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Sheriff says auditors asking questions because former sheriff has "vendetta"

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The State Division of Local Government Audit is asking questions about overtime pay at the Unicoi County Sheriff's Department, but Sheriff Mike Hensley says he is not concerned one bit, because his department "hasn't done anything wrong."

Auditors are looking into concerns about why the department's chief deputy is receiving overtime pay. Through documents provided to us by the sheriff's department we found out Chief Deputy Frank Rogers has worked more than 260 hours since July, making more than $7,200 in overtime during that time, many of those days for working weekends. That is on top of his annual take home pay, which is around $38,000.

"We started asking questions too," Unicoi County Mayor Greg Lynch said. "There's a lot of questions that have to be answered before they determine if there was a mistake made. If they did something wrong I don't think it was on purpose. The question is just because of the nature of the position, is the chief deputy an exempt employee for overtime?"

According to Mayor Lynch, he can't remember a chief deputy (including Hensley who previously held the job) ever receiving overtime pay, because traditionally chief deputies were salaried employees.

That said, the sheriff says Rogers is not your traditional chief deputy. Sheriff Hensley says he is an hourly employee and turns in weekly time sheets to prove it.

"In larger departments a chief deputy is more or less administrative, he does more or less administrative work, he sits behind a desk and they are salaried," the sheriff said. "My chief deputy answers calls. He's just like a deputy. He goes out here and works the road."

The sheriff says his chief deputy is also the on-call investigator once a month and is over the county's drug interdiction unit.

"What I've done, I've done by the book," Sheriff Hensley said. "I've not done anything underhandedly. (I have) no concern whatsoever, no concern."

 A review of records revealed Rogers isn't the only officer in the department to receive overtime pay.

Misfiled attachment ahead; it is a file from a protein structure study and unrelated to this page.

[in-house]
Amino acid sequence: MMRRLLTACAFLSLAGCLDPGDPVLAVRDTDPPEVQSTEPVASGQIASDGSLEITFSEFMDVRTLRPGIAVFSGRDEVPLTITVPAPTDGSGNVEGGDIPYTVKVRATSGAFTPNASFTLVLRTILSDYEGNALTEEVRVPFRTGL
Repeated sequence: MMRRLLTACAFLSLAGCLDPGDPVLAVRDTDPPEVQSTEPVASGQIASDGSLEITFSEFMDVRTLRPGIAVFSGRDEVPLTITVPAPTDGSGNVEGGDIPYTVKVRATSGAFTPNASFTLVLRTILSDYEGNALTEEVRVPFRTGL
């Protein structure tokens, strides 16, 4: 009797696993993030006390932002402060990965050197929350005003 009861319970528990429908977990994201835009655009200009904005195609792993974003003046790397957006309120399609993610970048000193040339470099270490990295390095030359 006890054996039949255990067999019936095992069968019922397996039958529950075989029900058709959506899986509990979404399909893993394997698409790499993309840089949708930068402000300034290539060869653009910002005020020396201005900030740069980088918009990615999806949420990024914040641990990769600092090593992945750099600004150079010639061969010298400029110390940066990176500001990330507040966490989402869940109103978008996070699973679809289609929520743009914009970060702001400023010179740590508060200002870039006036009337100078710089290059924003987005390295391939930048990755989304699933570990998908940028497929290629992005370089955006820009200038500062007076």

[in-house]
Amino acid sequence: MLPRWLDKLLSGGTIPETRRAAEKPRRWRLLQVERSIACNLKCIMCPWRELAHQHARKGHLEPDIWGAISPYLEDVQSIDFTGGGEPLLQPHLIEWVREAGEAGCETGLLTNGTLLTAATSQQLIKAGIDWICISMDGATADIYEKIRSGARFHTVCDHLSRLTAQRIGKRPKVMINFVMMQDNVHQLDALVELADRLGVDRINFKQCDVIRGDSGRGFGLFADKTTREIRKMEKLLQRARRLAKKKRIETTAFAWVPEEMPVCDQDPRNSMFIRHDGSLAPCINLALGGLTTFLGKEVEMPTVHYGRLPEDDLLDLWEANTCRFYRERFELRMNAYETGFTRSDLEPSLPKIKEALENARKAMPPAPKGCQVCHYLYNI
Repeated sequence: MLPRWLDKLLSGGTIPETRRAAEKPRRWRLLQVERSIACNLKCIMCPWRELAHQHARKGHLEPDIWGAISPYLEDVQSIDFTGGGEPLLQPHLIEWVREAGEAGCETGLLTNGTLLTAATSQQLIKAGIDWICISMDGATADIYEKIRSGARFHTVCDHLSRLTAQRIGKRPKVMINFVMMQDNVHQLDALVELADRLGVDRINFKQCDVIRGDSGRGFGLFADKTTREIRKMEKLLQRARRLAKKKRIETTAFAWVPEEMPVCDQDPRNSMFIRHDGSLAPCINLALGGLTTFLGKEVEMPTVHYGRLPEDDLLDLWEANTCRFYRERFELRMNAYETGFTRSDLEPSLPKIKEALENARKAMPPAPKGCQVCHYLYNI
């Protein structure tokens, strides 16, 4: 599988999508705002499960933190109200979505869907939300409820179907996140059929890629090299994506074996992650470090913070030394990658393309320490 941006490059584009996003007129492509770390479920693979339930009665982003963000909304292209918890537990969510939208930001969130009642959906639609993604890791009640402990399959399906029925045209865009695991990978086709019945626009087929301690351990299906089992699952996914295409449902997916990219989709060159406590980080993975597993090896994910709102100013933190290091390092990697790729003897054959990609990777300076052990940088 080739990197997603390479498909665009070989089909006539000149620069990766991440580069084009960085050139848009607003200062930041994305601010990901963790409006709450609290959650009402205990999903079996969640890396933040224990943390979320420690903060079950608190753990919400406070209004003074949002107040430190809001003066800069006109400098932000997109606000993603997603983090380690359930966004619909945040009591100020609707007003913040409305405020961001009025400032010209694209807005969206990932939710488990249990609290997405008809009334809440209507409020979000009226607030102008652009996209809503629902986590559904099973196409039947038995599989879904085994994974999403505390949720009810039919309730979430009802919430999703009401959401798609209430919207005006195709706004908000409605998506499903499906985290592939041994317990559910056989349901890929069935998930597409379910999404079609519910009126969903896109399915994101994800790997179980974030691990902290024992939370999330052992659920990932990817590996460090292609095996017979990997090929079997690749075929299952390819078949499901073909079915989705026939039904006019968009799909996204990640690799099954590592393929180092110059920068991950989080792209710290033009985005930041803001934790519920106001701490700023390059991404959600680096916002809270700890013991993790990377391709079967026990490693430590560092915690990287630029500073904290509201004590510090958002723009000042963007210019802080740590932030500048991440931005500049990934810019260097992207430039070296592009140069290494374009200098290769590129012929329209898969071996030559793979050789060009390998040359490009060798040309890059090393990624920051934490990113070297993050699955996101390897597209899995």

The sheriff says he talked with County Technical Assistance Services, an advisory service for counties, and a CTAS representative told him he hasn't done anything wrong, especially considering his chief deputy's job duties.

That is not all the sheriff said. For the first time Sheriff Hensley is publicly speaking out against former sheriff Kent Harris. Right in the middle of an election year Hensley says Harris is targeting his department as retaliation.

"He is convinced in his mind that I turned against him," Hensley said. "What he thinks is I turned on him, that I took his job. I've been targeted ever since I've become sheriff. He's got a vendetta against me."

Harris admits he was one of the people to alert state auditors about the overtime situation. He also says he alerted them last year about sick pay the sheriff's administrative assistant received improperly, something the sheriff called an honest mistake.

Harris says he still believes Hensley tried to take his job after Harris fell. That fall eventually led to medical issues, which resulted in Harris leaving the sheriff's office.

"You have to forgive, but you don't have to forget how you were done," Harris said.

Without a doubt, Harris has remained outspoken about his successor, taking every chance he can to call out the department. Although bitter, Harris says every time he has raised questions about the department it has had nothing to do with the past. He says his decision to raise concerns is not an effort to retaliate.

"This is not about retaliation, this is about mismanagement, this is about wasting tax dollars, it's about paying people that are not due the pay," Harris said.

Hensley believes Harris has ulterior motives.

"I pray for the former sheriff," Hensley said. "He left here for medical reasons. Why did he leave? Because he had a brain injury."

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